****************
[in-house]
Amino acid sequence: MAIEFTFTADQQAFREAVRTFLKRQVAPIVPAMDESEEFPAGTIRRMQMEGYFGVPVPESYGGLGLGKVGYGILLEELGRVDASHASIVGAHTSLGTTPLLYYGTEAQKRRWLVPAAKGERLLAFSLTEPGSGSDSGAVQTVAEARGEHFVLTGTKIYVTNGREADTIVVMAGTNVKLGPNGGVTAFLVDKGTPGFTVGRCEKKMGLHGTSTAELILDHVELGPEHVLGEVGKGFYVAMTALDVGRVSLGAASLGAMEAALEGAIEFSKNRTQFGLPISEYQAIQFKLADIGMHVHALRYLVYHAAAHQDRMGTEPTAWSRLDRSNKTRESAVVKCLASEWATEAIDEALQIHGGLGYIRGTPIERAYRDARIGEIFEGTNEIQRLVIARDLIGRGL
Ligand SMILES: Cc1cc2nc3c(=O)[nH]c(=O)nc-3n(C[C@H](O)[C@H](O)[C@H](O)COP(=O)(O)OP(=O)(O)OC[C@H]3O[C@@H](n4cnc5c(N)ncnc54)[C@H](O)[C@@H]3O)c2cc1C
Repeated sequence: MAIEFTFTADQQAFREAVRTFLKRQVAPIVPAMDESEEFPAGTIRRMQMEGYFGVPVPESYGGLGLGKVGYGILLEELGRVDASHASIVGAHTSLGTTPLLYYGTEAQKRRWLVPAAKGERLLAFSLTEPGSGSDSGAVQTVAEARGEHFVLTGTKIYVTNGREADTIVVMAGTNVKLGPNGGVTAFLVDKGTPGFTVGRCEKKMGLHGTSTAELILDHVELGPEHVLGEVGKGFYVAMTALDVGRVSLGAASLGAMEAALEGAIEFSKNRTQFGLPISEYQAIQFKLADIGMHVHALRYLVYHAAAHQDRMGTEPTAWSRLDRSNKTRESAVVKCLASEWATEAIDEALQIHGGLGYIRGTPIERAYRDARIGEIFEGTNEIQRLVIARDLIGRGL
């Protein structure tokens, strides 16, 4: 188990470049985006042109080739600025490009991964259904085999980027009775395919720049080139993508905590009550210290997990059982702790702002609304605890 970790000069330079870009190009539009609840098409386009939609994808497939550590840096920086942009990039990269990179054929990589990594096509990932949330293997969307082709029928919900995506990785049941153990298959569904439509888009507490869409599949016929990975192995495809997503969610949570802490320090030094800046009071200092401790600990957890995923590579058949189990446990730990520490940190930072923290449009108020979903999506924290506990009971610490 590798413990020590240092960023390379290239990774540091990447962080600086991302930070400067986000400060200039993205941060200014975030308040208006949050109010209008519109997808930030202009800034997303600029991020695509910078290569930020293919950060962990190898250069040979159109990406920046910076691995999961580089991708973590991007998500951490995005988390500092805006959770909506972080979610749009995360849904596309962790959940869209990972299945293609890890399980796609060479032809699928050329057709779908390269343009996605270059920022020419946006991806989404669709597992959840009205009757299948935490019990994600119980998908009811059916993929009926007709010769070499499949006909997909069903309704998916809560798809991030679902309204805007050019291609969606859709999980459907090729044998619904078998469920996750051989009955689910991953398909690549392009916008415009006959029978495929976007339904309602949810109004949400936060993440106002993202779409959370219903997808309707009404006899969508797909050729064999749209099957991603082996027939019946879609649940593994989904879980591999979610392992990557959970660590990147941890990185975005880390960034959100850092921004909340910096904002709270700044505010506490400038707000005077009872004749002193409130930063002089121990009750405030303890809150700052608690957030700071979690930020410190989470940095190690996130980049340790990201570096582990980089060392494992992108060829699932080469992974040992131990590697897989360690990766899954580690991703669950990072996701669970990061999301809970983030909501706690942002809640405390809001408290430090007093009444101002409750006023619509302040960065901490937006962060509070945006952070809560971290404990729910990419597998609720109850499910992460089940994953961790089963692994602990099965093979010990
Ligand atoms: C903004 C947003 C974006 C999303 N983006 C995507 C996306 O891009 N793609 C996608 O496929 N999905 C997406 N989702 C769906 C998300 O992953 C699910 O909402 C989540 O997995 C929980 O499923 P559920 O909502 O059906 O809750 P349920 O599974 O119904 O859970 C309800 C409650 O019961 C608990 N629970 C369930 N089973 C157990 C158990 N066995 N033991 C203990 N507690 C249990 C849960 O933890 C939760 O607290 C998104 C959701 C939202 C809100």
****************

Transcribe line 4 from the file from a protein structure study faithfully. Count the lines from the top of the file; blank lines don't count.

Repeated sequence: MAIEFTFTADQQAFREAVRTFLKRQVAPIVPAMDESEEFPAGTIRRMQMEGYFGVPVPESYGGLGLGKVGYGILLEELGRVDASHASIVGAHTSLGTTPLLYYGTEAQKRRWLVPAAKGERLLAFSLTEPGSGSDSGAVQTVAEARGEHFVLTGTKIYVTNGREADTIVVMAGTNVKLGPNGGVTAFLVDKGTPGFTVGRCEKKMGLHGTSTAELILDHVELGPEHVLGEVGKGFYVAMTALDVGRVSLGAASLGAMEAALEGAIEFSKNRTQFGLPISEYQAIQFKLADIGMHVHALRYLVYHAAAHQDRMGTEPTAWSRLDRSNKTRESAVVKCLASEWATEAIDEALQIHGGLGYIRGTPIERAYRDARIGEIFEGTNEIQRLVIARDLIGRGL